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Gas migration regimes and outgassing in particle-rich suspensions

Julie Oppenheimer, Alison C. Rust, Katharine V. Cashman, Bjornar Sandnes Orcid Logo

Frontiers in Physics, Volume: 3

Swansea University Author: Bjornar Sandnes Orcid Logo

DOI (Published version): 10.3389/fphy.2015.00060

Abstract

Understanding how gasses escape from particle-rich suspensions has important applications in nature and industry. Motivated by applications such as outgassing of crystal-rich magmas, we map gas migration patterns in experiments where we vary (1) particle fractions and liquid viscosity (10–500 Pa s),...

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Published in: Frontiers in Physics
Published: 2015
Online Access: http://journal.frontiersin.org/article/10.3389/fphy.2015.00060/abstract
URI: https://cronfa.swan.ac.uk/Record/cronfa22959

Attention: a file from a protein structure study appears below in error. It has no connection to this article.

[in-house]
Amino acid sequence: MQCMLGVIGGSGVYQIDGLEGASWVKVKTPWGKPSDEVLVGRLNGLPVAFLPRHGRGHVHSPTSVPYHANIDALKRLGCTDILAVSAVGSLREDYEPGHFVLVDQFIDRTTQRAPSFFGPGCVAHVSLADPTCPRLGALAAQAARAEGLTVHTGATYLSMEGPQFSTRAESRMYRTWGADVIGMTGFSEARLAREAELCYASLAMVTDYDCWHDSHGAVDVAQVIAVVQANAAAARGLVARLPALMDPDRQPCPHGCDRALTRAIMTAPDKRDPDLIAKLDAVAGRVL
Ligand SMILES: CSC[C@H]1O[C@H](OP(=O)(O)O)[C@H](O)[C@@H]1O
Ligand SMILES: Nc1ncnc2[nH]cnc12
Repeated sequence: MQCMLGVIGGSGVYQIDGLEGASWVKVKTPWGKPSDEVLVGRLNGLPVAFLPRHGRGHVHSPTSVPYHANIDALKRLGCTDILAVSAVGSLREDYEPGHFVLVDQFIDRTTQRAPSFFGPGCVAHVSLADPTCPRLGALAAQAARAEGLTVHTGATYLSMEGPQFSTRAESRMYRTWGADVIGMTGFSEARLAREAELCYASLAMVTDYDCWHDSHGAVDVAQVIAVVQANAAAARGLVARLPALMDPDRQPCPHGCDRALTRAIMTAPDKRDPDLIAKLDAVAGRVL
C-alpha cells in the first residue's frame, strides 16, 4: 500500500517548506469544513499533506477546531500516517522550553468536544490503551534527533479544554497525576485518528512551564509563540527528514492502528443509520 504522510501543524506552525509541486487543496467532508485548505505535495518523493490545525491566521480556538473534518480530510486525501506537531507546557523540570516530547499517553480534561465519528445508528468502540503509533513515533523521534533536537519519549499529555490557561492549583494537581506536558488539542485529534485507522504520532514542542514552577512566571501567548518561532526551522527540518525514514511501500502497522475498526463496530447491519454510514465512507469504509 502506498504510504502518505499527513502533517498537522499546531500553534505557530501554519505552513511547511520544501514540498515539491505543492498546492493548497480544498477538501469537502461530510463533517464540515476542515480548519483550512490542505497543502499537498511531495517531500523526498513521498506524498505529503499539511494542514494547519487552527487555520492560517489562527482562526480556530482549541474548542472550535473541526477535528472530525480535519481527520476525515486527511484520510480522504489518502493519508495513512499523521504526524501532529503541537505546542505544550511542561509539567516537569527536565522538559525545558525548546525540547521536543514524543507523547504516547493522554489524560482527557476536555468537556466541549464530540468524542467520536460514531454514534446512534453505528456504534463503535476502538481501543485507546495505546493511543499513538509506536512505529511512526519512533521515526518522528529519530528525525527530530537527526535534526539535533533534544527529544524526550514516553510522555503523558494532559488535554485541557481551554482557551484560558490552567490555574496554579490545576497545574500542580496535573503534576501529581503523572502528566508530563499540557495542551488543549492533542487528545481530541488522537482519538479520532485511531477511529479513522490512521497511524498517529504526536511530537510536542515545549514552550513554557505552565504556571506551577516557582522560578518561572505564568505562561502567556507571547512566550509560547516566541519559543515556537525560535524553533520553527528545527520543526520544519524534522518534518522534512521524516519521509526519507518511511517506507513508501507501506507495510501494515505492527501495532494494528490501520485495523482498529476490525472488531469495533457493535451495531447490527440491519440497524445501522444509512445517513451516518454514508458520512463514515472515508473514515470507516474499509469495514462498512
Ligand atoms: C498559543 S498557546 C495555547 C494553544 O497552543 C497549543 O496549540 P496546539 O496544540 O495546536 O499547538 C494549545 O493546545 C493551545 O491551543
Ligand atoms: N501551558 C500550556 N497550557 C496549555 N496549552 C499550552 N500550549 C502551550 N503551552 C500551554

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spelling 2019-05-30T14:51:55.4182060 v2 22959 2015-08-21 Gas migration regimes and outgassing in particle-rich suspensions 61c7c04b5c804d9402caf4881e85234b 0000-0002-4854-5857 Bjornar Sandnes Bjornar Sandnes true false 2015-08-21 CHEG Understanding how gasses escape from particle-rich suspensions has important applications in nature and industry. Motivated by applications such as outgassing of crystal-rich magmas, we map gas migration patterns in experiments where we vary (1) particle fractions and liquid viscosity (10–500 Pa s), (2) container shape (horizontal parallel plates and upright cylinders), and (3) methods of bubble generation (single bubble injections, and multiple bubble generation with chemical reactions). We identify two successive changes in gas migration behavior that are determined by the normalized particle fraction (relative to random close packing), and are insensitive to liquid viscosity, bubble growth rate or container shape within the explored ranges. The first occurs at the random loose packing, when gas bubbles begin to deform; the second occurs near the random close packing, and is characterized by gas migration in a fracture-like manner. We suggest that changes in gas migration behavior are caused by dilation of the granular network, which locally resists bubble growth. The resulting bubble deformation increases the likelihood of bubble coalescence, and promotes the development of permeable pathways at low porosities. This behavior may explain the efficient loss of volatiles from viscous slurries such as crystal-rich magmas. Journal Article Frontiers in Physics 3 three-phase suspension, porosity, permeability, outgassing, bubble deformation, granular material, rheology, crystal-rich magma 12 8 2015 2015-08-12 10.3389/fphy.2015.00060 http://journal.frontiersin.org/article/10.3389/fphy.2015.00060/abstract COLLEGE NANME Chemical Engineering COLLEGE CODE CHEG Swansea University 2019-05-30T14:51:55.4182060 2015-08-21T14:14:28.1856648 College of Engineering Engineering Julie Oppenheimer 1 Alison C. Rust 2 Katharine V. Cashman 3 Bjornar Sandnes 0000-0002-4854-5857 4 0022959-21082015141731.pdf Oppenheimer-fphy-03-00060-2015.pdf 2015-08-21T14:17:31.8270000 Output 4615384 application/pdf Version of Record true 2015-08-21T00:00:00.0000000 true